• EPIC Opposes Expansion of DC Video Surveillance.In comments ( pdf) to the Metropolitan Police Department, EPIC opposed a new CCTV project that would dramatically expand police surveillance of the public. The proposal would also allow the police chief to establish a system of secret video cameras without informing the public. EPIC urged the MPD to maintain public notification standards for video surveillance. EPIC also urged the MPD to set clear, objective standards for evaluating the system. For more information, see EPIC's Spotlight on Surveillancepage. (Jun. 29, 2006)
  • EPIC Speaks to Homeland Security on Video Surveillance.In testimony ( pdf) before the Department of Homeland Security's Data Privacy and Integrity Advisory Committee, EPIC said that privacy in public spaces was a vital part of our democratic experience. EPIC said that privacy in public spaces also called anonymity is assured by the inability of people to remember in great detail their own past. The encroachment of surveillance technology like CCTV is threatening this important privacy right. (Jun. 7, 2006)
  • D.C. Council Unveils D.C. Police's Spying Practices.The D.C. Council's Judiciary Committee has approveda Report on Investigation of the Metropolitan Police Department (MPD)'s Policy and Practice in Handling Demonstrations in the District of Columbia.The report, the result of a 9-month investigation into MPD's handling of recent demonstrations, recommends legislation to restrict police surveillance of political organizations and preemptive arrests of protesters. The report reveals that the police used undercover officers to infiltrate political groups not suspected of any criminal activity, and repeatedly violated its own rules for handling demonstrations including crowd control and mass arrests. For additional information, see EPIC's Protester Privacypages. (Mar. 16. 2004)
  • Minneapolis Police and Target Corp. Partner in Surveillance. Target Corp. has made a gift to the Minneapolis Police Departmentconsisting of at least 30 security surveillance cameras. They were installed to keep watch over a 10-block shopping area including Target's corporate headquarters and target Center. It is important to consider a number of issues that arise when the police and private sector enter a surveillance partnership. This partnership involves a lack of police video surveillance guidelines, as well as a lack of debate at the community level to ascertain the usefulness of the video surveillance scheme and its impact on freedom of expression and privacy. (June 2003)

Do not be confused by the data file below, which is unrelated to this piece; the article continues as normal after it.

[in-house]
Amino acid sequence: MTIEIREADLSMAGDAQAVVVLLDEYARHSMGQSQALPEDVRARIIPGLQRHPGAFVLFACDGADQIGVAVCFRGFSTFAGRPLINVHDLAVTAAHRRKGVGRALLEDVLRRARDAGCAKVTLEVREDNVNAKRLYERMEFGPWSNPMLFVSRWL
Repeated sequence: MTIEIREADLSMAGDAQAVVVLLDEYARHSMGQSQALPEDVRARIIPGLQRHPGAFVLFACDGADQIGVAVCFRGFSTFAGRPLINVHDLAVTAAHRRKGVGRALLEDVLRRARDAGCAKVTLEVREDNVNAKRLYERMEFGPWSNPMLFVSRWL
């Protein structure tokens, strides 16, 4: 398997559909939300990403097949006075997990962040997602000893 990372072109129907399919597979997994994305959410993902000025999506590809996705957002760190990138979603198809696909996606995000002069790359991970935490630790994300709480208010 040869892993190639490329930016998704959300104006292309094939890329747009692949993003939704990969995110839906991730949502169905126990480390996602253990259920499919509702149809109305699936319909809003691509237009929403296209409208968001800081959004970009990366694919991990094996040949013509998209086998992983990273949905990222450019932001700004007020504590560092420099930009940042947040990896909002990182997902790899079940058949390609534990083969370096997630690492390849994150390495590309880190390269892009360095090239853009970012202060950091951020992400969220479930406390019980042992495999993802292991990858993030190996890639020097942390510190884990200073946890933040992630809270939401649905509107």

• World Sousveillance Day 2002.On December 24, people are invited to take pictures of (or videotape) video surveillance in action to show their opposition to the sprawl of surveillance cameras into every aspect of life. More information. (Dec. 18, 2002)
  • EPIC Urges DC Council to Reject General Video Surveillance.The DC Council held a hearing on the use of video surveillance in the District of Columbia at which EPIC's Executive Director testified and proposed a new draft bill (pdf)that combines the procedural safeguards of Councilmember Kathy Patterson's bill (pdf)with a second bill's (pdf)prohibition of general video surveillance. (Dec. 13)
  • WAMU Radio - The Kojo Nnamdi Showhosted an interview of EPIC Policy Fellow Cédric Laurant and DC Council member Kathy Patterson, entitled D.C. Police Surveillance Cameras: How will they affect you?(RealAudio file - minutes 13 to 30). (Nov. 11)
  • The proposed regulations governing the use of surveillance cameras in Washington, DC are up for consideration by the DC City Council on November 7, after which they will serve as an interim measure while the Council drafts permanent legislation. Councilmember Kathy Patterson is drafting this legislation, which will be the subject of a public hearing scheduled for December 12. Police chief Charles Ramsey has requested public comments on the system and on specific camera installations. Comments should be sent to Terrence D. Ryan, General Counsel, Metropolitan Police Department, Room 4125, 300 Indiana Avenue, NW, Washington, D.C. 20001. The DC City Council is also still accepting commentson the system. (Oct. 28)
  • EPIC held a photo exhibit on video surveillance in the Nation's Capital. (Sept. 12, 2002)
  • DC Police Will Use Surveillance Cameras on July 4th.The Park Police and District Police will conduct video surveillance of the Fourth of July celebrations on the National Mall, according to articles in The Washington Postand The Washington Times. Sergeant Scott Fear of the US Park Police claims that their surveillance plans are secret. EPIC sought details of the Park Service plans in March under open government law but was informed that no records existed. EPIC has obtained logs of helicopter surveillancefrom the Park Police, which reveal that public protests and peaceful demonstrations have routinely been recorded and shared with law enforcement agencies. EPIC will be seeking under the Freedom of Information Act any records of the surveillance conducted by the Park Police during the July 4th celebration. (July 3, 2002)
  • ACTION: Convince DC Council to Limit Cameras.The District of Columbia is still accepting public comments on the Metropolitan Police Department's draft video surveillance regulationsuntil July 27, 2002. You should act now to express your viewson this matter. The D.C. City Councilrecently held an oversight hearingon the use of video surveillance in the Nation's Capital, at which EPIC Executive Director Marc Rotenberg testified. (June 27)
  • Revised surveillance camera guidelines(also available in pdf), still in draft format, released by D.C. Metropolitan Police Department. (June 7)
  • EPIC holds " Observing Surveillance" public event. (June 4)